Is Calrose Rice Good for Making Sushi?

With calrose being one of the most common varieties of rice in the US, it’s only natural to ask if it can be used for making sushi.

Can calrose be used for sushi? With this variety of rice belonging in the medium-grain category, it should perform reasonably well when making sushi. However, you might want to make some adjustments to your usual cooking method so that it comes out with more ideal characteristics. Specifically, you want to increase your water for a stickier consistency.

Sushi requires the rice to be stickier than you would normally get from the usual way to cook rice, but it can be quite easy to make a mistake here and ruin the mixture.

How to Prepare Calrose Rice for Sushi

From a purely technical standpoint, calrose rice is not as good as traditional Japanese sushi rice. Even so, this has not stopped a lot of establishments from using it for that exact purpose. It’s just much easier to get ahold of and as long as you know how to prepare it properly to suit the job, it should perform reasonably well.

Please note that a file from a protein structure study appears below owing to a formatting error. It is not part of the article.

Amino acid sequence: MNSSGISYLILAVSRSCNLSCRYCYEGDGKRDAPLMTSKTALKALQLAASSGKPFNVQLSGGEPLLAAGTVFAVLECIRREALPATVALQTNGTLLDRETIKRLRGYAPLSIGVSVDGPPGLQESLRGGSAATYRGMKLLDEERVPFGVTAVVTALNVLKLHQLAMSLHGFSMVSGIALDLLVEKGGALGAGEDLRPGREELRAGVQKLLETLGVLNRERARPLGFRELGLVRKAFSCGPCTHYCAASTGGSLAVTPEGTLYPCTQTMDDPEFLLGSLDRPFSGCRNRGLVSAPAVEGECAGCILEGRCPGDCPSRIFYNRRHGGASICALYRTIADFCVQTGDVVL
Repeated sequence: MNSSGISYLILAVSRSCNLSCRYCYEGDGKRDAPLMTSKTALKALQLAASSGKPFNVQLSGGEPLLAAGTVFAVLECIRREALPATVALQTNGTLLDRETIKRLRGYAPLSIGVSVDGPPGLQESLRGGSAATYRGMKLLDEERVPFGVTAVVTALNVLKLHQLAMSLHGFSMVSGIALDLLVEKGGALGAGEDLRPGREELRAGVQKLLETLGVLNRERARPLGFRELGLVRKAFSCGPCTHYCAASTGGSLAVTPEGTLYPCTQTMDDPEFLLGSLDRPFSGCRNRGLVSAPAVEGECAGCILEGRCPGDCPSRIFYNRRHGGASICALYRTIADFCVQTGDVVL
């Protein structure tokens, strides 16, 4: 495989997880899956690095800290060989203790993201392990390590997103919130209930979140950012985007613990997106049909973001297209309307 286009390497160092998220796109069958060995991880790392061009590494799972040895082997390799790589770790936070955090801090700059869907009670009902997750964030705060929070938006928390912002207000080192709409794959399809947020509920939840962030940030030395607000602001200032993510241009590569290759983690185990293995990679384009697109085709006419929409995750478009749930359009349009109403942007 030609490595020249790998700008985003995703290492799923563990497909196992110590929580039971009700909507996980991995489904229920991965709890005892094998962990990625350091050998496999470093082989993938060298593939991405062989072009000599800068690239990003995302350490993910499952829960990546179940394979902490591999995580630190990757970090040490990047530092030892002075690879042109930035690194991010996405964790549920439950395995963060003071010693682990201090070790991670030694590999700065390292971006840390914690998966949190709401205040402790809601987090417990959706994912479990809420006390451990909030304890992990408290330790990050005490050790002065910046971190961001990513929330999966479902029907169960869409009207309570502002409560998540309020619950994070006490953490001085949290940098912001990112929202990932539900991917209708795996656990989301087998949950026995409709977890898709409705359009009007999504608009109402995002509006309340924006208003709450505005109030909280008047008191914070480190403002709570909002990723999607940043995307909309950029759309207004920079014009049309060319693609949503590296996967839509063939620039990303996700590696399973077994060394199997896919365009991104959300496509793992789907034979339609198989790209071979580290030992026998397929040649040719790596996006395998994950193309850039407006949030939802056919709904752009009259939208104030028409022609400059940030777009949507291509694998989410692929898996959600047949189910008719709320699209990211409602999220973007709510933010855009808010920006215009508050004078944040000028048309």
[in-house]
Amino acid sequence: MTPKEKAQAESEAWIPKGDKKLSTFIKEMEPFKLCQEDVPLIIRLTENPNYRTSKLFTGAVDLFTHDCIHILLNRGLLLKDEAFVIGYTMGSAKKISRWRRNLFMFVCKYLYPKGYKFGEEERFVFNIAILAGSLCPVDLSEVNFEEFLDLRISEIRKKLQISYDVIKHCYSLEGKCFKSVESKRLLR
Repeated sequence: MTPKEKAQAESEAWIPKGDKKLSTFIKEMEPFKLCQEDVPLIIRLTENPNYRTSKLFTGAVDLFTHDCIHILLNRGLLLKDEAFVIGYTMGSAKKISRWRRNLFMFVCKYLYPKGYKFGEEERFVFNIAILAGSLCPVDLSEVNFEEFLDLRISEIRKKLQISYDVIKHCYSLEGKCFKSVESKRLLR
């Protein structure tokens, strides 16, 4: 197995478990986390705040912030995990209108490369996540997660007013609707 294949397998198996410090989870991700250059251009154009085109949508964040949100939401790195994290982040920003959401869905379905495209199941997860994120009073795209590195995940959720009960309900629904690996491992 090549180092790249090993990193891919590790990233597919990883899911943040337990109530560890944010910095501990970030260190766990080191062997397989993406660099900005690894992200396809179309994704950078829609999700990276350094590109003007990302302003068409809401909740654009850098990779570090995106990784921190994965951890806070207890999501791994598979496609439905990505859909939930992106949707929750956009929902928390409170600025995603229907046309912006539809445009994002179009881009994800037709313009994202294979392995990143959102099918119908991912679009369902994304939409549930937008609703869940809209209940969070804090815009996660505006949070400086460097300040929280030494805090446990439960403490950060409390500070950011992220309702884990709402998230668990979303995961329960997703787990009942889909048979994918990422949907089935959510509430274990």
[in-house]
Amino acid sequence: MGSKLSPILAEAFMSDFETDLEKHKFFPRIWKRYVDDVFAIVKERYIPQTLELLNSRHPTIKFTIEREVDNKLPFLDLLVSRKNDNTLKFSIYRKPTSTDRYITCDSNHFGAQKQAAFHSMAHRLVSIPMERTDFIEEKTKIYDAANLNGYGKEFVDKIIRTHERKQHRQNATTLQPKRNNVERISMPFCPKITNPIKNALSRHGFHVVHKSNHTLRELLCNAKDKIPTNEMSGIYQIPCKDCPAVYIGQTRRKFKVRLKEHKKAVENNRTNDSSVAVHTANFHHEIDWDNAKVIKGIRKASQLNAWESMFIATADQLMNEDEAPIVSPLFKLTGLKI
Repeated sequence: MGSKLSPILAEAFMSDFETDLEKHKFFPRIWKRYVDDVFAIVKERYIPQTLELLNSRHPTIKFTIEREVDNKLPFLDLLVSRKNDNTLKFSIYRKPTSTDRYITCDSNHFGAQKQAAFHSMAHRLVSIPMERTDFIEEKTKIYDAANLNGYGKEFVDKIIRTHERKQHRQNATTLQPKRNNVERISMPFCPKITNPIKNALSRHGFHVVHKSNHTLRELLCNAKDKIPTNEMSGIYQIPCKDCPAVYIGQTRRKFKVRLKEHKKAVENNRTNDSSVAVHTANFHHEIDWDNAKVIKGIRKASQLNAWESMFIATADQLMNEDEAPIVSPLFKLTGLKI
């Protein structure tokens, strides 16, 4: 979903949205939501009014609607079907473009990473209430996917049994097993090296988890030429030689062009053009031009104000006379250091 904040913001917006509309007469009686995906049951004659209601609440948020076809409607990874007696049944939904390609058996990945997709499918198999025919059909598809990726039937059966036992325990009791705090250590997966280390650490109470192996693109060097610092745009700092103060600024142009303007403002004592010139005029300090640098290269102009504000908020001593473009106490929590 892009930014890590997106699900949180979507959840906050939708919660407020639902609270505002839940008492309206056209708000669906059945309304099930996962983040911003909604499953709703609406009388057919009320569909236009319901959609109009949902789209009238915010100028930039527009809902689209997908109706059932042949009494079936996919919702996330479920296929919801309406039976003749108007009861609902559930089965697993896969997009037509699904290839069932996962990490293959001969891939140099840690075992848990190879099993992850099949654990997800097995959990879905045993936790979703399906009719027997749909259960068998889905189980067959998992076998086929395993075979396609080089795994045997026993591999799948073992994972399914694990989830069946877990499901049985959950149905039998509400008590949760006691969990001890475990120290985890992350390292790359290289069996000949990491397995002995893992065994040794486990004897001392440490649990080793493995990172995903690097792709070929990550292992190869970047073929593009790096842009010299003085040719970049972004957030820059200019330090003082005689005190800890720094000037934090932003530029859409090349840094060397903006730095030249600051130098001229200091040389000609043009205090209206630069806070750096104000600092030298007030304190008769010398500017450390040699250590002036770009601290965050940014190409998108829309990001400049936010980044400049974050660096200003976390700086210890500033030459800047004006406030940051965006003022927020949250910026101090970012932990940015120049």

It only really has to fit a few requirements such as:

·         Stickiness

·         Fluffiness

·         Whiteness

Getting those right is where you can start with your journey towards using any rice for sushi. Obviously, there will be some other concerns if you are going to for the authentic route, but that’s really not the main issue right now. If we are talking about calrose, you can just follow a few steps to turn it into usable sushi rice, which the table below contains.

Add the appropriate amount of rice to the potMeasure the rice and make sure that you will only use the amount that you need
Add more water than normal to the potAdd the usual amount of water that you do for cooking the rice and then add another half cup
Do not wash the rice and allow to soakBagged rice usually comes in a clean and would be ready for cooking, so just let it soak for 15 minutes before cooking
Cook the riceCook the rice in the manner that you want, though, the rice cooker or steamer would be best